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Dog Dental Tidbits

How many teeth do dogs have?

The average adult dog has about a third more teeth than his human counterpart. Adult dogs have 42 permanent teeth compared to a measly 32 average human teeth (not counting any wisdom teeth. Those are “bonus.”). Puppies possess 28 baby teeth while human babies will have 20 deciduous or “baby” teeth.


When do dogs begin to lose their baby teeth?

Puppies begin losing baby teeth around 12 to 16 weeks of age. By four months of age, almost all of a pup’s deciduous teeth have been shed and many of the permanent teeth have already erupted and are in place.

Can you tell how old a dog is by looking at his teeth?

The answer is, it depends. When dogs are young, you can estimate their age by observing which teeth have erupted. For example, a puppy’s deciduous incisors typically erupt between 4 to 6 weeks of age and the permanent incisors are in place by 12 to 16 weeks. The canines or “fang teeth” emerge at 3 to 5 weeks and the permanent canines by 12 to 16 weeks. By the time the permanent molars are present, the dog is 4 to 6 months old. In general, once a dog reaches six months of age, all or least most of his permanent teeth are visible.

Once the adult teeth are in place by about 6 months, it’s no longer possible to accurately estimate age using the teeth.

How can I tell if my dog has gum disease?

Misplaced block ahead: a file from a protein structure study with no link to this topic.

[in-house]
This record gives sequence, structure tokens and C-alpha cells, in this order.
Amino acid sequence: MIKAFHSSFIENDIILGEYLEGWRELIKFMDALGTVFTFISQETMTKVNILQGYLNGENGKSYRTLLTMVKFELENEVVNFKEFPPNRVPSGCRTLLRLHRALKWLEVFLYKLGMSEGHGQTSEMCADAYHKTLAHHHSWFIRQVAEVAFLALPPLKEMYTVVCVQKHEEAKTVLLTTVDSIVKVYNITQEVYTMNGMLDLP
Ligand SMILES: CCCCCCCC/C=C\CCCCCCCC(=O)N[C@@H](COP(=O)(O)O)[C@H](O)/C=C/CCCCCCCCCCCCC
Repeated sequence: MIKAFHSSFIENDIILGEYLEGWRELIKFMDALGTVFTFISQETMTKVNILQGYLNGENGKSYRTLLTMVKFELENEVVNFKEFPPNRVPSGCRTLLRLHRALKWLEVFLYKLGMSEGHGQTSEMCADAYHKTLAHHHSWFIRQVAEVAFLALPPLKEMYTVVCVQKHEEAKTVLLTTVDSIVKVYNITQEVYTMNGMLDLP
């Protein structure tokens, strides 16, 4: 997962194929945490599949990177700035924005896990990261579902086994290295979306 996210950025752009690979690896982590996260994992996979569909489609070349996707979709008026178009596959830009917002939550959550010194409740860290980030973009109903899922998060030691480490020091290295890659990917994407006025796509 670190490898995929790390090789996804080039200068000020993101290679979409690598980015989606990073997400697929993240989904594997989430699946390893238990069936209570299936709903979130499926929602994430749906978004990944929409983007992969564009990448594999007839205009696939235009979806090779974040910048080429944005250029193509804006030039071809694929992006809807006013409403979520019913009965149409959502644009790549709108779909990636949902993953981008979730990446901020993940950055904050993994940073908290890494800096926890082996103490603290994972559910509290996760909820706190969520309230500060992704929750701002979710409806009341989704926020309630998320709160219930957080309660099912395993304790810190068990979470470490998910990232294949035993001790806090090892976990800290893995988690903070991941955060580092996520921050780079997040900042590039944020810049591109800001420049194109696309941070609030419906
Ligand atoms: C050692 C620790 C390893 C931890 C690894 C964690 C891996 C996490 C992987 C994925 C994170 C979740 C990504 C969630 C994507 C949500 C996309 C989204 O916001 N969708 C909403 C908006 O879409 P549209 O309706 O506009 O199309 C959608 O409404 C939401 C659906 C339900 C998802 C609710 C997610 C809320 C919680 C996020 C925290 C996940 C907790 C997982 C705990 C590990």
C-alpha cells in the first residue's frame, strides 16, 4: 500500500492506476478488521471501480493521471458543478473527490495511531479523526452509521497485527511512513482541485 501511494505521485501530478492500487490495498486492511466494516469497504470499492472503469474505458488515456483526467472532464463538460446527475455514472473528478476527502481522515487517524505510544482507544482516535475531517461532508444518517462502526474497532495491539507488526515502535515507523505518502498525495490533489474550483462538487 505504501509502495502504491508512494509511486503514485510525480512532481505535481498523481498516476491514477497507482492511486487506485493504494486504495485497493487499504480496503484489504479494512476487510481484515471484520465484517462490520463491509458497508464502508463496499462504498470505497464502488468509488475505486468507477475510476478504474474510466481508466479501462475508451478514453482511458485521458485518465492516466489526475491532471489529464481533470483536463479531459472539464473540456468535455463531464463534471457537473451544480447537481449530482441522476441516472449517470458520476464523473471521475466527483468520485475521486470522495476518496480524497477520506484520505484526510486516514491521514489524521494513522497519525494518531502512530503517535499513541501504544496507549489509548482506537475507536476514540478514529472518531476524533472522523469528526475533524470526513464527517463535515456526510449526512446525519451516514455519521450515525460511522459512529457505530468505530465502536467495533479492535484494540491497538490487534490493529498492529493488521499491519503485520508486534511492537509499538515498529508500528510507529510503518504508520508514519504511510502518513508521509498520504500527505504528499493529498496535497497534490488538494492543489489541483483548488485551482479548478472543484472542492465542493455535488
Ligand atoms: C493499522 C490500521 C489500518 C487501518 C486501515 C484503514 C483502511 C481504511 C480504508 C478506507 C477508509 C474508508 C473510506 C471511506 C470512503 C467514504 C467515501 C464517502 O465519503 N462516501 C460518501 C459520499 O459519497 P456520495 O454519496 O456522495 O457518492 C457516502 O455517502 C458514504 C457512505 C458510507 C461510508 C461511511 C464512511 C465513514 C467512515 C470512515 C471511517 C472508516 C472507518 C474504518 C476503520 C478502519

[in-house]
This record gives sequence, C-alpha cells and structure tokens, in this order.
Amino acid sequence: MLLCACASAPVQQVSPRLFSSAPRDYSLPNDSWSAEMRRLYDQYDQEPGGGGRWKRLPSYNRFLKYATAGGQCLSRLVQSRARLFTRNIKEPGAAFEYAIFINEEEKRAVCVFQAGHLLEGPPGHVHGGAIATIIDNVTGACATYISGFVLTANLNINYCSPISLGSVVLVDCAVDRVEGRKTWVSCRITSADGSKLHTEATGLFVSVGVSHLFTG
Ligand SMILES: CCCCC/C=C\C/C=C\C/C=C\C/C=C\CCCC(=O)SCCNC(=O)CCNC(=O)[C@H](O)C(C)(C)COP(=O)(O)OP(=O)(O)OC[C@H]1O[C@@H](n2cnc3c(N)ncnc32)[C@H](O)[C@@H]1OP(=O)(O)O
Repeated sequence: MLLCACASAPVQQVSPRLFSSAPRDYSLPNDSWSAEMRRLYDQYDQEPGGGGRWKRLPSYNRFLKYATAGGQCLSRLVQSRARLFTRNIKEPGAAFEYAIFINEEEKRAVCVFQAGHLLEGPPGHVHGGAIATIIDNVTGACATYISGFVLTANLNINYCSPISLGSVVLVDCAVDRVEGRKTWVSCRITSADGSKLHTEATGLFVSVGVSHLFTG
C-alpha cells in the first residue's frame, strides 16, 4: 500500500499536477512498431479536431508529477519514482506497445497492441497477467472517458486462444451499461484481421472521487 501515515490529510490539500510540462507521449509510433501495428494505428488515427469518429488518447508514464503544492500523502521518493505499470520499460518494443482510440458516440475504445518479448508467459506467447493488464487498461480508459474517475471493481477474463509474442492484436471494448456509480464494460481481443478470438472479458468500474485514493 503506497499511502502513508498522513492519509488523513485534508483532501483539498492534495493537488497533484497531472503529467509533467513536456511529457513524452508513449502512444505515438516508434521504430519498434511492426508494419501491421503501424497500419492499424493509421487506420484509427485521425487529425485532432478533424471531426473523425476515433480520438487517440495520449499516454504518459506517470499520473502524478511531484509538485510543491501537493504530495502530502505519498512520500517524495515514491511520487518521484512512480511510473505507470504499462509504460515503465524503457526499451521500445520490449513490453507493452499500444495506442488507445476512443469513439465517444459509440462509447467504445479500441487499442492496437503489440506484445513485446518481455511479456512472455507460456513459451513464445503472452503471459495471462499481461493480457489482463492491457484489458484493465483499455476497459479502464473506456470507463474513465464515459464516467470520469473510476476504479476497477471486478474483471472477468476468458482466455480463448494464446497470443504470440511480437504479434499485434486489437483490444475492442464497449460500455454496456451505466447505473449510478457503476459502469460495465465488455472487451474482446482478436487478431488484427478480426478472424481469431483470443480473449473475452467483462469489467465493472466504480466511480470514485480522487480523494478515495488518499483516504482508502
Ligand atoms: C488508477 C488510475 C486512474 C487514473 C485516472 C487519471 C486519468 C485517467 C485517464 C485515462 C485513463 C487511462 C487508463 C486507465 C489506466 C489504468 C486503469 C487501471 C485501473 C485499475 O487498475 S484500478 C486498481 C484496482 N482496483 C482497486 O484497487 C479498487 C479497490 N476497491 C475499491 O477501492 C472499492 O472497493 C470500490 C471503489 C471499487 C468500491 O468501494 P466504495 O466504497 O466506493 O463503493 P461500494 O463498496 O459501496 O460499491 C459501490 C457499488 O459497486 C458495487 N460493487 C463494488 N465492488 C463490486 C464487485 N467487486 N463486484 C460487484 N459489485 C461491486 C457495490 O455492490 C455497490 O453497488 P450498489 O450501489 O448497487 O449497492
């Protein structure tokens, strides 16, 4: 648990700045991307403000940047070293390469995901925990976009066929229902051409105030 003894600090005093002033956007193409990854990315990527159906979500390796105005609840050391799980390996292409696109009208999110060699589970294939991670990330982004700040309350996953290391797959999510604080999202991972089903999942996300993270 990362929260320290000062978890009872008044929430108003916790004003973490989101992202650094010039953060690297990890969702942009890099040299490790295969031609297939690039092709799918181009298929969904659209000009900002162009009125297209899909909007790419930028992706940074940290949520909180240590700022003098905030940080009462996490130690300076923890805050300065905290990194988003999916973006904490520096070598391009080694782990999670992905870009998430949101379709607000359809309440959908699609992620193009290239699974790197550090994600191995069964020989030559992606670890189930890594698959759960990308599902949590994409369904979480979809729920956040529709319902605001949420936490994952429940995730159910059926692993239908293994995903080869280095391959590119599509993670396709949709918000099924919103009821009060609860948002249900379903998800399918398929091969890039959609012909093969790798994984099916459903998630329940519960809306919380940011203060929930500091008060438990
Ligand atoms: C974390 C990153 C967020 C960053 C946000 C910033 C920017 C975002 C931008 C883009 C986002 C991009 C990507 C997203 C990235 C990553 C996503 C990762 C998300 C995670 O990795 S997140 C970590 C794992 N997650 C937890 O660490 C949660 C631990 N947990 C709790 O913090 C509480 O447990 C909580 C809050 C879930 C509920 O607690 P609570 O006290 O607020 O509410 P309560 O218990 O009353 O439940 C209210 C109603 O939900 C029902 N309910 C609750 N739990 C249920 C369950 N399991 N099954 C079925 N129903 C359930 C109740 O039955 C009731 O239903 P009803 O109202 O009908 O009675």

Start by lifting your dog’s lips. If you see dirty or discolored teeth, typically an ugly brownish-greenish color, see your veterinarian. This is likely tartar or plaque and is an early sign of imminent gum or periodontal disease. Next examine the gums for any swelling or redness. If you brush your fingertip along the gum line and observe the tissues become angry and inflamed or even bleed, this indicates more serious gum infection and disease. Finally, take a whiff. If your dog's breath is foul smelling, this is usually associated with bacterial infection. “Doggie breath” shouldn’t be a reason to avoid your dog. A dog with a healthy mouth should have pleasant or at least neutral odor. If your dog exhibits any of these signs, see your veterinarian for help.


I heard that dogs could get mouth cancer. Is that true?

Unfortunately oral tumors are diagnosed in many dogs. In fact, it’s estimated that one in four dogs will die of some form of cancer. Malignant oral tumors in dogs can be very aggressive and quickly spread throughout the body if untreated. If you observe any swelling, lumps, or dark and unusual colored tissue in your dog’s mouth, have it examined immediately. If diagnosed early, many oral cancers have a relatively good prognosis.

I have tried many times to brush my dog’s teeth with no success. Is there anything else I can do to take better care of my dog’s teeth?

You’re not alone. In fact, many people struggle with this very basic procedure and don’t brush their dog’s teeth every day. That is why it is critical to have your pets’ teeth professionally cleaned under anesthesia once a year by a trained veterinarian. While under anesthesia, each tooth is assessed individually and a thorough examination of the oral cavity is performed.


After the dental cleaning, chew treats approved by your veterinarian can be used to help remove plaque and tartar. Many have special ingredients embedded in them that help reduce harmful mouth bacteria.


It is also a good idea to regularly rinse your dogs’ mouth with an antimicrobial rinse designed to kill pathogenic bacteria that can cause gum infection. This also helps to keep their breath fresher. Drinking water additives can also help to fight plaque formation.


Finally, at least once a week you should look inside your dog's mouth to make sure everything looks, and smells, healthy. If you follow these suggestions, taking care of your dog's mouth isn’t so hard after all!